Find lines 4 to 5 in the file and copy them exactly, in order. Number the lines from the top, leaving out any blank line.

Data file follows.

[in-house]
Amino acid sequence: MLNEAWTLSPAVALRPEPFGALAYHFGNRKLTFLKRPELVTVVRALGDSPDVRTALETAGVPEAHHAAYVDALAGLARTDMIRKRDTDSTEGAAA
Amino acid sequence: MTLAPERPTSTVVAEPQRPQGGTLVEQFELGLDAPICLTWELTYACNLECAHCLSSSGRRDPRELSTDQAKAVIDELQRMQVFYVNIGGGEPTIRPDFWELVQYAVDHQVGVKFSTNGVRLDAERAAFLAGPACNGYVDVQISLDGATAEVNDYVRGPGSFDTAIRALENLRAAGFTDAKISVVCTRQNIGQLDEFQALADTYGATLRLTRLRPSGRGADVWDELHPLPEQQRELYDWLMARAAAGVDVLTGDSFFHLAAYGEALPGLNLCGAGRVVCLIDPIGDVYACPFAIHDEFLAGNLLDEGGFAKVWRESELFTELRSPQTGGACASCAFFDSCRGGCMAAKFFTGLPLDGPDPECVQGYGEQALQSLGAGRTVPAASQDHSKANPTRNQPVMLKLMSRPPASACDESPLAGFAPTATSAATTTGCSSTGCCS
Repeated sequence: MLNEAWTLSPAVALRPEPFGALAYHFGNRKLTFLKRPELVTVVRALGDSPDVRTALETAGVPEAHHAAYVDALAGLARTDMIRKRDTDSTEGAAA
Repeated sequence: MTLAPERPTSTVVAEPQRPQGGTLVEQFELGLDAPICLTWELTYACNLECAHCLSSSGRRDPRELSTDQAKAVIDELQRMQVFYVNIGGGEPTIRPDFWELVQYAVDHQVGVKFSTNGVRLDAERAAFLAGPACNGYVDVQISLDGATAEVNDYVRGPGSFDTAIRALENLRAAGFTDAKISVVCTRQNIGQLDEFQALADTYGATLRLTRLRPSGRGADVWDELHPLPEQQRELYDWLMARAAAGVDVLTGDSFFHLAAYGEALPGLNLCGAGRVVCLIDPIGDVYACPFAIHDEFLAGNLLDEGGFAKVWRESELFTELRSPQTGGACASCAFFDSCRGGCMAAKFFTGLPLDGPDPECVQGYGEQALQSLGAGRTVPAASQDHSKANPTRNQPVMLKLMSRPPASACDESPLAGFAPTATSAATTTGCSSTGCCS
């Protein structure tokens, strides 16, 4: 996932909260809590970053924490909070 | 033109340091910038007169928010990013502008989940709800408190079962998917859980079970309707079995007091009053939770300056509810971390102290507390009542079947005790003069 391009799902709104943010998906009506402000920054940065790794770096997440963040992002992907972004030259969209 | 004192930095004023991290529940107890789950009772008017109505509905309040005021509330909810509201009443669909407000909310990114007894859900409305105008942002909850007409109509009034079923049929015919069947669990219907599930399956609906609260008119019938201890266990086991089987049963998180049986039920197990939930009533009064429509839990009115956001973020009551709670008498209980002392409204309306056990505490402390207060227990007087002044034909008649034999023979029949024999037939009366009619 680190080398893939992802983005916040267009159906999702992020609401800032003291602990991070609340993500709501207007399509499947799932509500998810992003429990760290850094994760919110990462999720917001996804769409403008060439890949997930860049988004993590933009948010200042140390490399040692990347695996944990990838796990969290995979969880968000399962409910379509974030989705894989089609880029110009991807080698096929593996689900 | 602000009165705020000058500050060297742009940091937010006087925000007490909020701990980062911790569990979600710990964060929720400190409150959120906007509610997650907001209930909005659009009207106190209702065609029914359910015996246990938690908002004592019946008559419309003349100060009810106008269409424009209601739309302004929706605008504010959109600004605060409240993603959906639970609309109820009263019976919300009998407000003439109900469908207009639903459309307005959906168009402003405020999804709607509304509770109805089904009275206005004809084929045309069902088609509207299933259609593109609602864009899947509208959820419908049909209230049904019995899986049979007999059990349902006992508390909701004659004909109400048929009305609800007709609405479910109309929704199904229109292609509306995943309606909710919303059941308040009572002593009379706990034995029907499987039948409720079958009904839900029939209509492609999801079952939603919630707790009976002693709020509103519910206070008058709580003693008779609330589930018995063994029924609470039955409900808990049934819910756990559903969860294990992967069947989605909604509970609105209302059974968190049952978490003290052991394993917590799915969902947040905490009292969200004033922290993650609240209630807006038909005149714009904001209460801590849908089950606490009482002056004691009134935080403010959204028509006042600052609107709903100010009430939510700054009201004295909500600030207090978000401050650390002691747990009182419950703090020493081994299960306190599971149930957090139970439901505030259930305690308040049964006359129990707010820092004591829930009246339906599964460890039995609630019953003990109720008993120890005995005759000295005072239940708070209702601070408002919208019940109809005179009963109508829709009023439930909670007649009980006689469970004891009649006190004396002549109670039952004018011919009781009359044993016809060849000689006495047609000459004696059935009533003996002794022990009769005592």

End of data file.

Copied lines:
Repeated sequence: MLNEAWTLSPAVALRPEPFGALAYHFGNRKLTFLKRPELVTVVRALGDSPDVRTALETAGVPEAHHAAYVDALAGLARTDMIRKRDTDSTEGAAA
Repeated sequence: MTLAPERPTSTVVAEPQRPQGGTLVEQFELGLDAPICLTWELTYACNLECAHCLSSSGRRDPRELSTDQAKAVIDELQRMQVFYVNIGGGEPTIRPDFWELVQYAVDHQVGVKFSTNGVRLDAERAAFLAGPACNGYVDVQISLDGATAEVNDYVRGPGSFDTAIRALENLRAAGFTDAKISVVCTRQNIGQLDEFQALADTYGATLRLTRLRPSGRGADVWDELHPLPEQQRELYDWLMARAAAGVDVLTGDSFFHLAAYGEALPGLNLCGAGRVVCLIDPIGDVYACPFAIHDEFLAGNLLDEGGFAKVWRESELFTELRSPQTGGACASCAFFDSCRGGCMAAKFFTGLPLDGPDPECVQGYGEQALQSLGAGRTVPAASQDHSKANPTRNQPVMLKLMSRPPASACDESPLAGFAPTATSAATTTGCSSTGCCS